In connection with the Electric Sheep Film Club at the Prince Charles Cinema every second Wednesday of the month, we run a film writing competition in which film students and aspiring film writers are invited to write a 200-word review of the film on show that month. The best review is picked by a film professional, and Careful producer Greg Klymkiw was the judge of our Guy Maddin March competition. The prize for the best review is publication on the Electric Sheep website. We are pleased to announce that the winner is Tony McDougall. Greg Klymkiw said: ‘Good review. Remember - always ask yourself questions about everything you write. Poke and prod yourself. Answer your own questions. It can make for very good copy.’
Here’s Tony McDougall’s review:
Careful is a film out of its time. Guy Maddin uses techniques long since forgotten from old school cinema to create a fascinating and truly unique movie. Maddin successfully employs such methods as damaged film, sudden cuts, excessive make-up as well as over-dramatisation when it comes to the acting to create a surreal masterpiece. Any nostalgic feelings are limited to the aesthetic quality of the movie as the taboo subject matter of incest would never have featured in the visually similar films of yesteryear. The story takes place in a 19th-century French village in the Alps where all the residents are afraid to make any noise in case they start an avalanche. This dominant fear that casts a shadow over all the villagers causes high anxiety among them, which we see when the lead character is told to put his name on his toothbrush before there is an accident. This is a brilliant metaphor for the world we currently live in where the most mundane of tasks seems to involve some sort of risk. This is a strictly rare movie in that it is not only evocative, but also unique and above all else relevant.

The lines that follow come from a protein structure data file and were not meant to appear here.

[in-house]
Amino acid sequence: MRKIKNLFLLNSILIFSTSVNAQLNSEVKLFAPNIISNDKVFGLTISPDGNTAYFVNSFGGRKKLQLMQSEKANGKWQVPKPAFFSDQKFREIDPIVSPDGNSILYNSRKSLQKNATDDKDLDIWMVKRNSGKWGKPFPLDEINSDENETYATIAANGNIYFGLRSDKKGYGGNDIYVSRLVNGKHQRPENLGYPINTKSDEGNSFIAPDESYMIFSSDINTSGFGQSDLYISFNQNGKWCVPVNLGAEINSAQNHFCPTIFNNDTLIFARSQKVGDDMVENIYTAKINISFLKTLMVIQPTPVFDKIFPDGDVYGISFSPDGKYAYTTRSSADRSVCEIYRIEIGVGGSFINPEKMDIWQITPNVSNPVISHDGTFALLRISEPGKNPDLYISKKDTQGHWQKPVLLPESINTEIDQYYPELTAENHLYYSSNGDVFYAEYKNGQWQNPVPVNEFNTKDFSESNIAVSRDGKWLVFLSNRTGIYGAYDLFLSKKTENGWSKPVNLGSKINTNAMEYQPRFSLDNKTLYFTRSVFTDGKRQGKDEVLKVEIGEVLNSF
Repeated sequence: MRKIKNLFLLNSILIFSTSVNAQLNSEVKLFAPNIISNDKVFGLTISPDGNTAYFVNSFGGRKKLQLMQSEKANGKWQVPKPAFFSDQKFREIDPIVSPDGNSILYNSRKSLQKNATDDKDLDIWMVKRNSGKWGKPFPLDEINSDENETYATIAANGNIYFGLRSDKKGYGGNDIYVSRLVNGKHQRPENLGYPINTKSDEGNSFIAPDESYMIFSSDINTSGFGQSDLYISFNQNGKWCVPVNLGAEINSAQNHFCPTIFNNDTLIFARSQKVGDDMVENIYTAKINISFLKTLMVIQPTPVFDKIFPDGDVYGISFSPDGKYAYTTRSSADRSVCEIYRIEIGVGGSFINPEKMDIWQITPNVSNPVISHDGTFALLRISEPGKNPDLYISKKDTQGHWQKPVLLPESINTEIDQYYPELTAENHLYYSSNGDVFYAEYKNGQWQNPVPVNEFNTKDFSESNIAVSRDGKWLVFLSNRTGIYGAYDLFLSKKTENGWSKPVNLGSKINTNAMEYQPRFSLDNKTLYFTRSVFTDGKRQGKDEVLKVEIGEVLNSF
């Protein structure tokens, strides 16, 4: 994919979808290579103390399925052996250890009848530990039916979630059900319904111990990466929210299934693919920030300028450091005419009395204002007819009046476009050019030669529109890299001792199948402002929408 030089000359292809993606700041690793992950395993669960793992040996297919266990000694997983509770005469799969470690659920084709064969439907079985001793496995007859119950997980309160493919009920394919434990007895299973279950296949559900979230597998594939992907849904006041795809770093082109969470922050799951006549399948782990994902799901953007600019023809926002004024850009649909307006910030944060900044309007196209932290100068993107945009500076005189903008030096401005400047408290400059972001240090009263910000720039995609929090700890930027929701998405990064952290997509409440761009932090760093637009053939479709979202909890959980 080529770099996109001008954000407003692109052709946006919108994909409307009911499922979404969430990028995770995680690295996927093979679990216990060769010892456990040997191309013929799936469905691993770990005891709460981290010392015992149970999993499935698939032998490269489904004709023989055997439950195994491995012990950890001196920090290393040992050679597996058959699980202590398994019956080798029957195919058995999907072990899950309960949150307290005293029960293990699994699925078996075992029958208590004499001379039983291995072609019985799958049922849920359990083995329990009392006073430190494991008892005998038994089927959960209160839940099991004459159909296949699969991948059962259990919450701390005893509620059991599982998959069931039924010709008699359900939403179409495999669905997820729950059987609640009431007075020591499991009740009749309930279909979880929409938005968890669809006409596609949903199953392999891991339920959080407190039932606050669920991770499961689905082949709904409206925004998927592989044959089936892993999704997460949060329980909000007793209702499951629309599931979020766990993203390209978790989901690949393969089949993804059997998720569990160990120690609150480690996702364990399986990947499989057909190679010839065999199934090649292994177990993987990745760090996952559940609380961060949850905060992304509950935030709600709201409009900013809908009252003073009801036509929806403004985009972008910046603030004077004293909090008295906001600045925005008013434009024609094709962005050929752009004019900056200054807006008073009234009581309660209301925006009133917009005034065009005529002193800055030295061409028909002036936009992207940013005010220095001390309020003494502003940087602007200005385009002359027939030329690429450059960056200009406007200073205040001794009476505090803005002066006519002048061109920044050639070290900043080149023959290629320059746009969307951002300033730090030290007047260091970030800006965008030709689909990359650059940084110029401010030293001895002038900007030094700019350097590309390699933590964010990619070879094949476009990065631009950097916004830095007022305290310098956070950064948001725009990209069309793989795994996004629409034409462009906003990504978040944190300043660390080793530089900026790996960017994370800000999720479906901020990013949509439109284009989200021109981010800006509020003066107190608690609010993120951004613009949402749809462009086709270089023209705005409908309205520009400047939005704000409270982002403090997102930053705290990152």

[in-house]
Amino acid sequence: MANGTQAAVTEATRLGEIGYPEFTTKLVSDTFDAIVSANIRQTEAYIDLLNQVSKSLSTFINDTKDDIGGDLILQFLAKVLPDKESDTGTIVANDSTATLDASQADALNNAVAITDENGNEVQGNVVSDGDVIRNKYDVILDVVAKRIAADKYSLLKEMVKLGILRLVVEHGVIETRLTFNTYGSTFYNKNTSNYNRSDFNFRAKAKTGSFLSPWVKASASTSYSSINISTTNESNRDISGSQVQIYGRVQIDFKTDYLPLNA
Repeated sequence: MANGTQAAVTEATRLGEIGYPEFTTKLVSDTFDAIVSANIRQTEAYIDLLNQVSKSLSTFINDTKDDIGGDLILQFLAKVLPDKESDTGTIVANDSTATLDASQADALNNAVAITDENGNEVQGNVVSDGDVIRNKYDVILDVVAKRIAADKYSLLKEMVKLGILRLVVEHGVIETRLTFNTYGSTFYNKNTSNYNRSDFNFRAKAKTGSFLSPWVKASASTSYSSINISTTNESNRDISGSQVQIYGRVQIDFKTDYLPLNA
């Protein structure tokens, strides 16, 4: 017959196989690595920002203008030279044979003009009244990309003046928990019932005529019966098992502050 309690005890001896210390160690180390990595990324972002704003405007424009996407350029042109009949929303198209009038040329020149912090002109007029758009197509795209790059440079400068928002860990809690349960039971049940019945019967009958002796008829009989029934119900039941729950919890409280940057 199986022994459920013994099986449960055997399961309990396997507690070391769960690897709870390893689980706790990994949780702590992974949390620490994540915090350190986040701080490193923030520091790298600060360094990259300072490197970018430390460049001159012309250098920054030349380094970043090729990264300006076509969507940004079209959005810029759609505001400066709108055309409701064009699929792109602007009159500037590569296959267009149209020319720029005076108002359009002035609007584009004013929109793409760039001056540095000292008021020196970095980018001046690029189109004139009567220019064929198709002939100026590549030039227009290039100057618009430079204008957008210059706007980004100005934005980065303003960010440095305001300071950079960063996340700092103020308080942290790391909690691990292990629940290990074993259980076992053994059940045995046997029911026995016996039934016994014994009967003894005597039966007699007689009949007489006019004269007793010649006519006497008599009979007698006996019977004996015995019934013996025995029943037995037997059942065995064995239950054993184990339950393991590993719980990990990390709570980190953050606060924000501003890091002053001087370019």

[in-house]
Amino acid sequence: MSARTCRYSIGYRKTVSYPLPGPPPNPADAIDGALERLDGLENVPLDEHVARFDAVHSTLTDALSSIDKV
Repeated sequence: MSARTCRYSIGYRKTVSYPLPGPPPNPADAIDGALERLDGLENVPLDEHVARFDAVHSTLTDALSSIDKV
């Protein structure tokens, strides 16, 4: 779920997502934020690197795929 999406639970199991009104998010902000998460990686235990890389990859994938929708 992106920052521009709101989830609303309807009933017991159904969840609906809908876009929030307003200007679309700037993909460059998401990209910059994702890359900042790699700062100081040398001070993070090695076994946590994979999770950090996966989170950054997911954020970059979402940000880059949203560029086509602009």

You can read more reviews by Tony McDougall on his blog.